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The Seven Star Brothers
There were seven brothers long ago who trained to become warriors of the Seneca People. Their uncle sat with them outside their mother's lodge and played on his drum so that they might dance the war dance and learn the warrior's ways. Each day they danced, and their mother became displeased.
When their uncle declared the young men ready, they spoke among themselves and decided to go out along the warpath, because there was, in those days, a war between the Seneca and their neighbors. The seven sons gathered at the war post and began to dance around it, according to the custom, and at the end of the dance they went to their mother and asked for the dried meat and parched corn they would eat on their journey.
Their mother did not want them to go away, since some or all of them might not return from the warpath, and she refused to give them the food they needed.
Three times the seven brothers did the war dance around the war post; three times their mother refused to give them even a single cake of cornmeal bread.
The brothers went again to the war post and this fourth time, the eldest brother changed the song they sang. He sang a magic song, and as he lifted his leg to step a dance step, he stepped up into the air. Each brother followed, and they were soon dancing just above the ground. On the second turn around the war post, the eldest brother again stepped up, and with each round the seven warriors went higher and higher into the air.
Since their mother would not let the eldest son lead his brothers along the warpath, he led them upwards into the sky. Their mother heard the strange song, and the shouts of the People of the village who saw her seven sons climbing slowly into the heavens. The mother ran out of her lodge and called to the eldest son, asking him not to leave her alone. The eldest son's heart was touched, but he did not look down.
The mother called out again, and the eldest warrior looked down. He stumbled in the dance and almost fell from the sky. He warned the other brothers not to look down until they reached the sky world. Their mother called out a third time, and the sons danced on.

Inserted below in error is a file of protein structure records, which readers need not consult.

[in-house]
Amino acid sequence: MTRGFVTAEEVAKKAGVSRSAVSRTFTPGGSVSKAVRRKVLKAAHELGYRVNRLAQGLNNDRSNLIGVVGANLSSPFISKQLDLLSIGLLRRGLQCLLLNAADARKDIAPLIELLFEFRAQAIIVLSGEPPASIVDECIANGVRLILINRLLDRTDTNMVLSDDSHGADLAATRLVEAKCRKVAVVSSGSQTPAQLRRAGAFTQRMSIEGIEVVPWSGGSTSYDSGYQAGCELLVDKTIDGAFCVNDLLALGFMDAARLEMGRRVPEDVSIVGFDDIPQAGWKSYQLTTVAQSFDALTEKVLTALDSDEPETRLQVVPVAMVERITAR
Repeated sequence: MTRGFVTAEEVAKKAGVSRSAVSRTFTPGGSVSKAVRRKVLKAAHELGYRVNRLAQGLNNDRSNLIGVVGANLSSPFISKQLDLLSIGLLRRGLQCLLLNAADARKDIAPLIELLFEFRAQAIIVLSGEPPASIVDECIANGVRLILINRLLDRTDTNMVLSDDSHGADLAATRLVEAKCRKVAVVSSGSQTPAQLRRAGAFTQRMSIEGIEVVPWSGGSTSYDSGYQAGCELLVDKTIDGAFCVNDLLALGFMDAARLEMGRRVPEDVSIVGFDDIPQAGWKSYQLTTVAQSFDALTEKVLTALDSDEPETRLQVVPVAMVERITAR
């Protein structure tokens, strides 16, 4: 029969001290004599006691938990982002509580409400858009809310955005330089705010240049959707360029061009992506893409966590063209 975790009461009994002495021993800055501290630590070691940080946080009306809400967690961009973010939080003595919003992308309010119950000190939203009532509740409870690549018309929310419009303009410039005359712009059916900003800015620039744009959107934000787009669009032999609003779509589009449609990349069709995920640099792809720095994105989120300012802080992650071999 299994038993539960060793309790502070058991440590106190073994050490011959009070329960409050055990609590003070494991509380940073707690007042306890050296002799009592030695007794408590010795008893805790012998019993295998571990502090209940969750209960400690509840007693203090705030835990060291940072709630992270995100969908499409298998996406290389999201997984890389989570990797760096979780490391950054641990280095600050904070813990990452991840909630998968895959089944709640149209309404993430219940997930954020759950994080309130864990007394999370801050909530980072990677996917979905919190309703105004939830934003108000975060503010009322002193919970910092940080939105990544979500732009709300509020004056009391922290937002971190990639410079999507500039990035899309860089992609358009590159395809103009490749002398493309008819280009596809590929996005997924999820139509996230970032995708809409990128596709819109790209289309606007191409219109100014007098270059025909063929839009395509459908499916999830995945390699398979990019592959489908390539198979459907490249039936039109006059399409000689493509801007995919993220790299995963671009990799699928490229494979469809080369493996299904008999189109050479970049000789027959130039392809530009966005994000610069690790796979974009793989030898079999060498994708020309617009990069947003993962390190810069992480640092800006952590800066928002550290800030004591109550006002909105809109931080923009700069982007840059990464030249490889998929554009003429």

When the mother began to weep and called out to her firstborn son with her arms outstretched, the eldest brother's heart was touched again. He looked down at his mother, stumbled, and fell out of the dance. As the six younger warriors went up into the sky world, the seventh fell to the earth like a falling star and struck the ground near his mother.
The mother ran to the crack in the ground that the falling brother had made. The crack was deep and there was nothing inside it. She looked up and saw that her remaining sons had become a circle of stars, dancing forever around a war post in the sky.
She stayed at the crack in the ground and built her lodge there with her own hands. A green tree grew out of the crack and grew tall like her firstborn son had been. When a hunter slashed the tree to see if its sap was sweet like the maple, blood ran out instead.
The mother bound up the tree's wound and stayed by it. She sang to the tree each night, as she had sung to her firstborn son when he was a baby on the cradle board. In the spring of the year, the tree grew feather bundles like the feather bundles on her son's dance costume. But these feather bundles were made of wood and were the seeds of a new race of trees whom the Seneca named the pine.
The children of the pine, when slashed, give sap that the People use in making canoes and ropes. The feather-bundles are the cones of the pine tree today.
When the tree's mother grew old and died, the first pine tree also died, and the spirit of the eldest brother went to be with his brothers in the sky. Each night the Seven Star Brothers, together again, dance high above the council house of the Seneca People, and this story is told.
More stories to read:
Native American star mythology
Legends about pine trees
Legends about mothers
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The Seneca language
The Seneca people
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